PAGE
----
A Cellardyke fishing boat, Alaska, put into Elie today and reported the loss of one of the crew – Alexander Falconer. The boat was riding at the nets 40 miles east from the May Island, when a heavy gales suddenly arose and a big wave washed Falconer overboard, Falconer belonged Cellardyke and was 20 years of age. The other members of the crew were in such jeopardy that they were unable to render any assistance. There were grave doubts for a time as to whether all the boats would weather the storm.

Little hope is now entertained of the safety of the Cellardyke fishing boat Garland, and it is supposed that she must have foundered at sea in the gale of Tuesday 8th April. She Sailed from Anstruther on Monday Morning for the deep sea fishing and was last seen riding at the nets 55 miles east from the May Island on Tuesday night. No trace of her has been seen since and unless she returns today all hope will be abandoned.

Adam Watson, Skipper, 65 grown up family

James Salter, son in law, 34, married

John Brown son in law, 30, married

David Watson, 39, Married 4 of a family

Alexander Smith, 28, married two of a family

Robert Brown, 22, unmarried

Robert Watson, 16, unmarried


Steps are being taken to organise a steam fishing fleet in the East Of Fife, The initiative is by the right man in the right place as we may say of the energetic young salesman at Anstruther, William Bonthron.. The idea, is to begin with a pioneer vessel to coast £1800, subscribed for in so many shares at £10 each, a second and thirds or rather any number of vessels, will be added as the enterprise may succeed. Of this however, there cannot be a question, in view of the fact that the S S Petrel with her Cellardyke Crew has earned £700 in the stormiest four months of the year. The vessel is to be a model of her class, 75 feet in length and to steam at 9 knots per hour, so as to be able in fishing weather to scour the seas with net and line. She will land the big fish catch at Anstruther, but it is possible that she may take up her station at Aberdeen or Peterhead in the coming drave…. Statistics tell you that a third of the herrings landed on the Scottish Coast are over days fish, a circumstance not to be avoided in the vicissitudes of the weather – a calm day today and a gale tomorrow – but it is otherwise when you can steam to a pier as to be in time with the clock for the early trains….


The Cellardyke boat Glengarry ran ashore near Sunderland of Friday but was floated off with slight damage.


The reopening of Cellardyke School is to be an event of some importance. Dr Dunn, Her Majesties School inspector is to declare the School open tomorrow. It was on his recommendation that the extension was begun, and this has been dine according to plans by Messrs Dewar Architects Leven. The entire school has been remodelled and accommodation doubled. The roof was formerly an array of pinnacles has been taken off and a more substantial air imparted to the erection by the addition of another storey, and a wing in the west gable, the roof being surmounted with 5 exhaust ventilators, while three gables form the main feature. The difference in colour between the old and new stonework has been met by the redressing of the former. The interior is splendidly finished. The accommodation on the ground floor is one large classroom 39ft x 33ft for infants, holding 160 pupils; another 33ft x 20ft holding 66; and other two 26ft x 21ft, for infants holding 60 each. At the back will be two large cloakrooms 17ft x 16ft and the entrance to the staircase to the upper floor. On the first floor there will be five large classrooms for an average of 60 pupils, it also contains two large cloakrooms and a staircase at the back., The playground has been enclosed with a wall and railing.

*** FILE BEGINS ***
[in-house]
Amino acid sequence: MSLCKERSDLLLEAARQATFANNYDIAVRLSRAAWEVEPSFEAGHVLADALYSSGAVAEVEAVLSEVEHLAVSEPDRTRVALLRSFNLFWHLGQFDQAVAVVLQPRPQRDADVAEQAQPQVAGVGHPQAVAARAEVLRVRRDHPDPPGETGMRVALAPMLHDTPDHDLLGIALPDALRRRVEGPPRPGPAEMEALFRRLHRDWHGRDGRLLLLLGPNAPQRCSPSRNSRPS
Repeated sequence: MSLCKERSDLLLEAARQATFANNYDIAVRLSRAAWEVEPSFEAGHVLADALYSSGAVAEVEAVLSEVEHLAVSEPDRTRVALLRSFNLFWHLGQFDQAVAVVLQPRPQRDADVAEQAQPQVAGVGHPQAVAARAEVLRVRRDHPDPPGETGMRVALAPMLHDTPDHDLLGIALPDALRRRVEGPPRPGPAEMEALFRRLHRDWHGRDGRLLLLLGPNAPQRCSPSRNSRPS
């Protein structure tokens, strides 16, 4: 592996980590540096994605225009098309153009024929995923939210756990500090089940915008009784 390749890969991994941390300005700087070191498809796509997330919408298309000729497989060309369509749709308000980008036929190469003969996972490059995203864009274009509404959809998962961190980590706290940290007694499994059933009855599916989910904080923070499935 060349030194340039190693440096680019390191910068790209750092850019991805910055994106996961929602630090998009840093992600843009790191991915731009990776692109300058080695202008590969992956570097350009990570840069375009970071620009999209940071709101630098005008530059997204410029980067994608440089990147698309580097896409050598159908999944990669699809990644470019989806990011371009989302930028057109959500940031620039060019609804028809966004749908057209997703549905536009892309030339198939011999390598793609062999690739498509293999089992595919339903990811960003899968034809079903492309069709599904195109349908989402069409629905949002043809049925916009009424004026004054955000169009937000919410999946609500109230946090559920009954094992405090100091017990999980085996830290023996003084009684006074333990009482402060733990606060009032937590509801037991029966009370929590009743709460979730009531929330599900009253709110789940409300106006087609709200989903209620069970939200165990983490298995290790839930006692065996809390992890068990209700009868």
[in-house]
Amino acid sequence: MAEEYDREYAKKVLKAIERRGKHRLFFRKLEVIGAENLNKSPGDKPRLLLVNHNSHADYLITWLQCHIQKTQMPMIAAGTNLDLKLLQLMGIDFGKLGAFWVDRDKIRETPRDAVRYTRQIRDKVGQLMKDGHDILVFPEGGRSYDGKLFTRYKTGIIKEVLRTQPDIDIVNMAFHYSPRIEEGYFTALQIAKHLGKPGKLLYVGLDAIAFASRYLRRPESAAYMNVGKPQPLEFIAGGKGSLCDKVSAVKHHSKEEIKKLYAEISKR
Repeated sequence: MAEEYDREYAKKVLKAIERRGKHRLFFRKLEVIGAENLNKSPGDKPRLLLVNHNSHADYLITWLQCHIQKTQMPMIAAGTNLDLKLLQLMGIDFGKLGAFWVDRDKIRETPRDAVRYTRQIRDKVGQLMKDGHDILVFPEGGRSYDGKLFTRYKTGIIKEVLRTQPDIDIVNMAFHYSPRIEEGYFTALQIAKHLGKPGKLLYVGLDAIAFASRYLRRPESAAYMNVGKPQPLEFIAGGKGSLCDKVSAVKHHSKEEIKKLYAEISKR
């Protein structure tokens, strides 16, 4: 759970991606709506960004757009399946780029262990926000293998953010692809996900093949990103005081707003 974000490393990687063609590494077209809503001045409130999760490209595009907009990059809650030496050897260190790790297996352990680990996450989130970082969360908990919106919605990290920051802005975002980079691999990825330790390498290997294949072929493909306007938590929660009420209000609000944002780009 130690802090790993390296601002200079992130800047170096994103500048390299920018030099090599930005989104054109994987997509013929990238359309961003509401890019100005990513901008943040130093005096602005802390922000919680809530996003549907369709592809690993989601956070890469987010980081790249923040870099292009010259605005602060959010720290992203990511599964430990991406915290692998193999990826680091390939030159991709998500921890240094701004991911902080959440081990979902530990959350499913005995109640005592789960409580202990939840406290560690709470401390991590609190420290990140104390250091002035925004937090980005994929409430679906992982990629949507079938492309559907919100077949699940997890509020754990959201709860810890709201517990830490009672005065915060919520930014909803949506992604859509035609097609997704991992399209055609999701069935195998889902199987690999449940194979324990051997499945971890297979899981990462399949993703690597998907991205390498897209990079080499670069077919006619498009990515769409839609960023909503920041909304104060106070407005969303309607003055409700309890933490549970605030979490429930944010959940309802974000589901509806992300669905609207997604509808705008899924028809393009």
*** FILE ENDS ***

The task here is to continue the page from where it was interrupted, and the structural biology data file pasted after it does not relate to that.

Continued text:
Methil – On Saturday night Alexander Wood Melville (24) a miner, fell off the gangway from the deck of the S.S. Amaranth, struck the quay wall and fell in to the dock. He never rose again, and about half an hour elapsed ere the body was recovered by grappling irons. He had made the acquaintance of the crew of a steamer lying the other side of the Amaranth and was accompanying them when the party found the vessel had swung into the middle of the dock. He invited them home and they were returning when the accident happened. Melville was a native of Cellardyke and leaves a widow and two of a family.


We understand that Mr Stephen Williamson has just purchased the Grimsby trawler Monarch; and that Mr Michael Doig, late of Cellardyke is to be Skipper. He is to be succeeded in the office of skipper of the Faith by his brother James who has been along with him in the faith for some time.